Do We Always Need a Coach, Yogi or Guru to Guide Us?

We can easily miss out on the little things that are rising up to meet us in the present moment: seeing a beautiful piece of nature, listening to the joy of a child’s laughter, or sitting down and just letting ourselves feel the smooth worn wooden bench. I hear the singing bowl at church, and I am transported to a place of deep peace and relaxation. Can’t I ring my own bell?

 

By Julia Prentice

I’ve been studying mindfulness for about 17 years, which is a relatively short time, but it has made a huge difference in my life.

Studying Thich Nhat Hanh made me so aware of consciously, “just doing the dishes.” It was a revelation and a revolutionary thought for me. As a working mom of three boys, this was unheard of; I was always multitasking and thinking about the future. As someone with PTSD and serious depression, I also spent a lot of time wrapped up in the past. A quote from a 12-step program I attended is, “You’ve got one foot in yesterday, one foot in tomorrow, and pissing on today.” That was pretty much it.

I was diagnosed with Borderline Personality Disorder (BPD) in 2001. I’ll save talking about diagnoses and labels for a different writing. Anyway, I began attending a skills group and working with a therapist trained in Dialectical Behavioral Therapy. This treatment mode was designed by Marsha Linehan to combine Cognitive Based Therapy with Eastern mindfulness practices. She studied in India and later brought that training to the west to work with Jon Kabat Zinn at the Center for Mindfulness in Medicine.

DBT was my salvation; it gave me skills to manage extreme emotional states. It clued me into the power of the present moment. Along with other class members, I learned grounding techniques, breathing exercises, and guided imagery. We were taught a guidebook for living in the now. Without these tools, my depression and extreme emotional states might have been the end of me.

Fast forward 17 years: I have been trained and have been assisting leading DBT skills groups for persons with severe mental health challenges. As a Certified Peer Specialist working with a clinical team, I coach people often on mindfulness techniques, breathing and grounding exercises. and share what has worked for me.

So, why the heck don’t I practice what I preach? On any given day, my mind can be tugged into the future worries and petty aggravations of human existence while simultaneously catapulting me back to the days of trauma. Voila! Here I am again, “Pissing on today.”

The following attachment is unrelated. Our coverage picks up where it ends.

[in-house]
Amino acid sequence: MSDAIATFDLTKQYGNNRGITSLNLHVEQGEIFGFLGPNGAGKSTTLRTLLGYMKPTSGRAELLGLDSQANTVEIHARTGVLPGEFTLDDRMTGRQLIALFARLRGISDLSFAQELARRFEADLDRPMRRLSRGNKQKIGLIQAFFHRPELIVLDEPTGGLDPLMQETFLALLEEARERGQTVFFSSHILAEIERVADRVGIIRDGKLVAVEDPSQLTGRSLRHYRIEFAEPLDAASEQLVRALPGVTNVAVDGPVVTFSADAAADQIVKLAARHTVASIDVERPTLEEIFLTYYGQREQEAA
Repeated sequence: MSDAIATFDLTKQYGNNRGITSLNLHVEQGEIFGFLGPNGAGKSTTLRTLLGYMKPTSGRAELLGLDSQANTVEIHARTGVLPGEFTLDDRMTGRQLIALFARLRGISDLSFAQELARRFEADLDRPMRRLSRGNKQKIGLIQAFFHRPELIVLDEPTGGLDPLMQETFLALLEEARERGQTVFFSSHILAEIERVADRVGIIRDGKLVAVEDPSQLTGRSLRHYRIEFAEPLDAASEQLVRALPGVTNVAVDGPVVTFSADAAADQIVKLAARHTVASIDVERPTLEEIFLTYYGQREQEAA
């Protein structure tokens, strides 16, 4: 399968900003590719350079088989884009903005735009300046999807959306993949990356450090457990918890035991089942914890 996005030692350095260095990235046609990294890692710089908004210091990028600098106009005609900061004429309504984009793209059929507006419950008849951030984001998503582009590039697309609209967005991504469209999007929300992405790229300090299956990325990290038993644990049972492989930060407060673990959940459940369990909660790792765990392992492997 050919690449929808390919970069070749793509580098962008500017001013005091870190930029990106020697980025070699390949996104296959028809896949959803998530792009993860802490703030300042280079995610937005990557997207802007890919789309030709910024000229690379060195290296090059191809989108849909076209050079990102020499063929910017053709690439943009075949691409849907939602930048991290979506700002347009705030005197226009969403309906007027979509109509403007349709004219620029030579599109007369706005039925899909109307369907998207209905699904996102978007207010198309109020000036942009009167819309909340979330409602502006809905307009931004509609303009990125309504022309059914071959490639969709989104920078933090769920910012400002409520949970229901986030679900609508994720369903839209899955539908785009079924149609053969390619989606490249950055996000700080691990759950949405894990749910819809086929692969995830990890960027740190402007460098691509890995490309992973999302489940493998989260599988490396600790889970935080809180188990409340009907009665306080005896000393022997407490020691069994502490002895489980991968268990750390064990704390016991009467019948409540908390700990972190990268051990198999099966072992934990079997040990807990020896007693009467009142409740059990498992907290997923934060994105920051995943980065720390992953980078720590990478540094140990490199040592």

As humans, we aren’t taught to live in the moment. Our Western culture is set up for multitasking. We have to perform multiple job duties and play our many roles. Our spare time is often spent dreaming about tomorrow and ruminating about past experiences.

We can easily miss out on the little things that are rising up to meet us in the present moment: seeing a beautiful piece of nature, listening to the joy of a child’s laughter, or sitting down and just letting ourselves feel the smooth worn wooden bench. I hear the singing bowl at church, and I am transported to a place of deep peace and relaxation. Can’t I ring my own bell?

I realize I sometimes need a coach to guide me just as I guide our clinic members. I receive guided meditation led by a dear friend over the phone and provide reciprocal guided meditations for her. I read about and practice breathing techniques: three part breath, paced breath, and following the breath through the body. The doctor prescribed progressive muscle relaxation when I am trying to fall asleep (sleep is elusive on many days). When I can force myself, it has wonderful benefits. I had a restorative yoga coach I worked with after a difficult ankle surgery (Ananda Yoga practice).

Do we always need a coach, a guru, or a yogi to teach and guide us to a better quality of life? Can we be our own… Can I be my own? Why don’t I…?

 

Julia Prentice is a deeply feeling Cancer, and still has poetry from teenage years, when words were her salvation. She lives in California with her soulmate and a current furry companion. Former ASL interpreter, a passionate Peer Supporter of persons with mental health challenges, knitter, educator, crafter and singer. She writes like breathing: in ragged gasps, mighty shouts, half-voiced whispers. Always she is compelled to write. Finalist for ‘The Poet’s Billow’ Atlantis Award 2015. Published in the “Temptation Anthology”, “Where Journeys Meet – The Voice of Women’s Poetry” and “Poetry As a Spiritual Practice – Illuminating the Awakened Woman”. Her blog: rebel1955.wordpress.com

 

Photo: (source)

Editor: John Pendall

Comments

comments

The Tattooed Buddha

The Tattooed Buddha was founded by Buddhist author Ty Phillips and Dana Gornall. What started out as a showcase for Ty's writing, quickly turned into collaboration with creative writer, Dana Gornall and the home for sharing the voices of friends and colleagues in the writing community. The Tattooed Buddha strives to be a noncompetitive, open space for the author’s authentic voice. So while not necessarily Buddhist, we are offering a dialogue that is aware and awake to the reality of our present day to day, tackling issues of community, environment, and compassionate living.
By | 2017-09-09T13:57:44+00:00 September 9th, 2017|blog, Empower Me, Featured, Wellness|0 Comments

Leave A Comment